Schievano A.,University of Milan | Adani F.,University of Milan | Buessing L.,University of New Hampshire | Botto A.,Separeco S.r.l. | And 3 more authors.
Green Chemistry | Year: 2015

Commercial production of olive oil generates four times the amount of waste as it does oil, along with a number of environmental issues. We propose an integrated biorefinery concept for the management of pomace, i.e. solid Olive Mill Waste (OMW), that utilizes supercritical carbon dioxide (SCO2), coupled with a polar co-solvent (Ethanol), for extracting value-added polyphenols and mono/poly-unsaturated fatty acids (MUFA/PUFA), followed by thermochemical (oxidation or pyrolysis) recovery of energy, biofuels and materials. The SCO2 + EtOH extraction recovered 77.6 g of freeze-dried extract per kg of raw OMW, with relatively high concentrations in polyphenols (10.9 g kg-1 of which 60.1% of di-hydroxytyrosol), PUFA (20 g kg-1), MUFA (601 g kg-1) and other valuable compounds, such as squalene (10 g kg-1). All these substances are of extreme interest in pharmaceutical and nutraceutical market, for their antioxidant, anti-cancer, functional, anti-bacterial and nutritional properties. The SCO2 + EtOH flux acted as physical/chemical carrier for over 85% of humidity, leaving the exhaust OMW almost dry, with evident advantages for downstream. Using nonisothermal thermogravimetric analysis, the apparent activation energies required to pyrolyze OMW to produce fuel and biochar ranged from 20 to 140 kJ mol-1 depending on heating ramp rate and temperature regime. BET analysis of unactivated biochars show increased (+25%) mesopore surface areas after SCO2 extractions (up to 500 m2 g-1). A more in-depth view on the proposed biorefinery is needed, to consider the overall energy balance, as well as possible market values of the obtained extract, and evaluate the real feasibility of the proposed concept. © The Royal Society of Chemistry 2015.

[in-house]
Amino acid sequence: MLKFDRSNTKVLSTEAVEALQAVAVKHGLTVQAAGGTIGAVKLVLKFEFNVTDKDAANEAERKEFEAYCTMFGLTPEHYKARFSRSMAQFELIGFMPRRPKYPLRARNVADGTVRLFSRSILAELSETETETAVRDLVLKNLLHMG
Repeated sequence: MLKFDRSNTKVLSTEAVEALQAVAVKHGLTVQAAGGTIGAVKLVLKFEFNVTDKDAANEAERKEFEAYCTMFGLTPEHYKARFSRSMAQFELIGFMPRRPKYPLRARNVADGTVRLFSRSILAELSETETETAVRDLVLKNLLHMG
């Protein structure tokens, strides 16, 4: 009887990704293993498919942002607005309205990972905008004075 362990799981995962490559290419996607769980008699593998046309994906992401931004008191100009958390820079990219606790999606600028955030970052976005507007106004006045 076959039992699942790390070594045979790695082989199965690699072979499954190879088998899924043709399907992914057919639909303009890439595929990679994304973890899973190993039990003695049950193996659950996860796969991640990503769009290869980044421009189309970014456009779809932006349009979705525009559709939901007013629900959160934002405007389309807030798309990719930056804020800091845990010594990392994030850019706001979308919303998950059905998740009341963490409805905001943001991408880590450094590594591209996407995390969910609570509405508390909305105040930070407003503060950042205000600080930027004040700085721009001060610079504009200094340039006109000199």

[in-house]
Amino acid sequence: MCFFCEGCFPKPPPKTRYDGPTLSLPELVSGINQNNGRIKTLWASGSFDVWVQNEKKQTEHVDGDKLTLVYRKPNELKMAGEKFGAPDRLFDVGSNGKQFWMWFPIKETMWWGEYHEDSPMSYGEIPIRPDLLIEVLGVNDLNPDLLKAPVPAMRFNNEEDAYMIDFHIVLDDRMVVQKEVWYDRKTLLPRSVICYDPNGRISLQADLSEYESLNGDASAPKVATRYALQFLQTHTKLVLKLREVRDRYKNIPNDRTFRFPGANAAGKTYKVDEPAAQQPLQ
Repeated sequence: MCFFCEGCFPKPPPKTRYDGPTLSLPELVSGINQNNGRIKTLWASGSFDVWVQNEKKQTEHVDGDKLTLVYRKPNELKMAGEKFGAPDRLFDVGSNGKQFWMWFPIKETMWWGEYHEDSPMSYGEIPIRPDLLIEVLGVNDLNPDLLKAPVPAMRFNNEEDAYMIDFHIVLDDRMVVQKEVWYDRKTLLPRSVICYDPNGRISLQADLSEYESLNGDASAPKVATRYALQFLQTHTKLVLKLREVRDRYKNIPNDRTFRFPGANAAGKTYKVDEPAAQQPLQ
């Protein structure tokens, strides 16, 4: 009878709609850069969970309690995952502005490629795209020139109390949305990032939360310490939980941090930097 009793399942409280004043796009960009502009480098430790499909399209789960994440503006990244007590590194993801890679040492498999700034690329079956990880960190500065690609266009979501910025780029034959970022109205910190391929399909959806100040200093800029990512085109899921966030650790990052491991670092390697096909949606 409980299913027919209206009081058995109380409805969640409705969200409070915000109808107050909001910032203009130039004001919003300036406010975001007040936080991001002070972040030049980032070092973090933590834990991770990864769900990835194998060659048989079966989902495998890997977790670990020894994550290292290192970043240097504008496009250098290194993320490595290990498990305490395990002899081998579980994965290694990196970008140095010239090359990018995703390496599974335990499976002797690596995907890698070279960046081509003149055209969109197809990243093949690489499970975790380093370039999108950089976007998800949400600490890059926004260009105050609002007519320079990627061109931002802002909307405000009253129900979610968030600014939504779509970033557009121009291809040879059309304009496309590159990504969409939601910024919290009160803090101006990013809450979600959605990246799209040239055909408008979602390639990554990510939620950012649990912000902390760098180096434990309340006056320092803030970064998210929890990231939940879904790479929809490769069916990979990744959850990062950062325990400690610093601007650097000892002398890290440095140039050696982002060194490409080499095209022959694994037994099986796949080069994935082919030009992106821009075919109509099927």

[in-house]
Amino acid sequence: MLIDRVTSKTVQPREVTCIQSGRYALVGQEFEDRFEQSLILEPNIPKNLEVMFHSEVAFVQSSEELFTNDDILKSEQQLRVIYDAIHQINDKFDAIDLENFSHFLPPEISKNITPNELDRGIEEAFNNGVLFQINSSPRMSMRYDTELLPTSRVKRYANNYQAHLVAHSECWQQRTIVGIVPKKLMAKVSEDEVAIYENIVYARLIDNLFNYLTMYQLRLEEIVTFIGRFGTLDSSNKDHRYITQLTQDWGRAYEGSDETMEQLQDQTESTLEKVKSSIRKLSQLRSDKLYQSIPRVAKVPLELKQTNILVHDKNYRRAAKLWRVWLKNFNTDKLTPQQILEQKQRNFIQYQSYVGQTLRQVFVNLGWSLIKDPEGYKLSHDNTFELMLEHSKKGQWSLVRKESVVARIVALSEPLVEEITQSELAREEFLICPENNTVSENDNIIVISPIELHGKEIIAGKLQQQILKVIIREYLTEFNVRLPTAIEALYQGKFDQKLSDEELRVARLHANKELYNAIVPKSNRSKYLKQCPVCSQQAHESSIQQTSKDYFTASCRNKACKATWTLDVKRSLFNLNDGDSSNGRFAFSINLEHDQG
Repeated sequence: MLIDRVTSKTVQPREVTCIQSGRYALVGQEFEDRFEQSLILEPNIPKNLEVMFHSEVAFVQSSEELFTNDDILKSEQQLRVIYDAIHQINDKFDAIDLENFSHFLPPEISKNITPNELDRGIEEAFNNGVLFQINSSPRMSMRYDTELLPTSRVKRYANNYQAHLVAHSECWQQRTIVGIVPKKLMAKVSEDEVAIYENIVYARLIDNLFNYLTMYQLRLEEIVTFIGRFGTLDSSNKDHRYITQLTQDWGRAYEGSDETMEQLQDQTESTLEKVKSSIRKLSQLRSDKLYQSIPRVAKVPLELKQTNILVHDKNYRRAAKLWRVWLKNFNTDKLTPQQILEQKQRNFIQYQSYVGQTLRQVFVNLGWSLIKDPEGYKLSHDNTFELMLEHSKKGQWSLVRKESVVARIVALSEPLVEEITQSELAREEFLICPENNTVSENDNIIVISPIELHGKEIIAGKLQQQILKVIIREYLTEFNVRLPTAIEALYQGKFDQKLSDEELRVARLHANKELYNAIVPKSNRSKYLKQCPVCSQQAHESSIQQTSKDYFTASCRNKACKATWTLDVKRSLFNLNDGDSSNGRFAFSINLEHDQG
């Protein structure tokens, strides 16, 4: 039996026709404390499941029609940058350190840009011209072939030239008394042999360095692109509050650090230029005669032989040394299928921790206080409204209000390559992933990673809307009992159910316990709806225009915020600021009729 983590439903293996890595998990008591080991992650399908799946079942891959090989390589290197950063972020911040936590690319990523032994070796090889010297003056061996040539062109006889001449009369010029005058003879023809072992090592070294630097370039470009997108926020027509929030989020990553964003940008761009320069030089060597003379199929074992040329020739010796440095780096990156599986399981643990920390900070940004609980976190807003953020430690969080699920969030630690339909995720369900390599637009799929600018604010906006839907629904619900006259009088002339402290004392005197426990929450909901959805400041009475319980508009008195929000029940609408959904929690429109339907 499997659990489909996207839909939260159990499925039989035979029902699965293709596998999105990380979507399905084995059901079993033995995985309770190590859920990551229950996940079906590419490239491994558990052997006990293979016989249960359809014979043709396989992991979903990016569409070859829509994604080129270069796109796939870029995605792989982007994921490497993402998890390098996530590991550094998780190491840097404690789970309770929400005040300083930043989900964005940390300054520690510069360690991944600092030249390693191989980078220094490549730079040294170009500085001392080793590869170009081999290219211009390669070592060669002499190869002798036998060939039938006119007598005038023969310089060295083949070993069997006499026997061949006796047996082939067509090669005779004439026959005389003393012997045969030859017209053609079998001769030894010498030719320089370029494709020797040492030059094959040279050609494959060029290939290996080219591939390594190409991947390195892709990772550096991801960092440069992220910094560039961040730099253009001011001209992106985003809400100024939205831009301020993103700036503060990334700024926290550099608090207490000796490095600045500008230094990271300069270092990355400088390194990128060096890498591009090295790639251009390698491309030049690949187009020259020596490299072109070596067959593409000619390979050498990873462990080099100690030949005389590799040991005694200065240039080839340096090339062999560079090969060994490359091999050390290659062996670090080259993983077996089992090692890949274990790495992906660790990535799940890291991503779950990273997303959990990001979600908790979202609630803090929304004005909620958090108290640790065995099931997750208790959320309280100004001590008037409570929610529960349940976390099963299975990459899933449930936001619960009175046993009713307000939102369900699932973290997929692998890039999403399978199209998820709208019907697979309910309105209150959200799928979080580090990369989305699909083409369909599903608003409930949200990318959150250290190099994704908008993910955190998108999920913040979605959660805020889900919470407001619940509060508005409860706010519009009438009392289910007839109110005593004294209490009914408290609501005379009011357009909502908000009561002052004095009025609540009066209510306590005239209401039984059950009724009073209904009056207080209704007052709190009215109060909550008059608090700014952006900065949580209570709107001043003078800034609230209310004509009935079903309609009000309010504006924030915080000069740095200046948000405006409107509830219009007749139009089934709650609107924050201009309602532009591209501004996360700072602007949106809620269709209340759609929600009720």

Lee J.J.,University of Technology, Sydney | Johir M.A.H.,University of Technology, Sydney | Chinu K.H.,University of Technology, Sydney | Shon H.K.,University of Technology, Sydney | And 4 more authors.
Desalination | Year: 2010

A high rate fibre filter was used as a pre-treatment to seawater reverse osmosis (SWRO) to reduce membrane fouling. Seawater was drawn from Chowder Bay where the Sydney Institute of Marine Science, Australia is located. A lab-scale fibre filter with a height of 1000 mm and a diameter of 30 mm was used in conjunction with in-line coagulation. The effect of operating the fibre filter with different packing densities (105, 115 kg/m3) and filtration velocities (40, 60 m/h) was investigated in terms of silt density index (SDI10), modified fouling index (MFI), pressure drop (ΔP), turbidity and molecular weight distribution (MWD). The use of in-line coagulation improved the performance of fibre filter as measured by the MFI and SDI. Regardless of filtration velocity and packing density the MFI and SDI10 values remained low as did the turbidity until the end of the filtration run. The MWD analysis showed the removal efficiencies of organic materials like biopolymers, fulvic acids, low MW acids for even experiments with the highest filtration velocity (60 m/h) and lowest packing density (105 kg/m3). This pre-treatment has a small foot print as it has the capacity of operating at a very high filtration velocity. © 2009 Elsevier B.V. All rights reserved.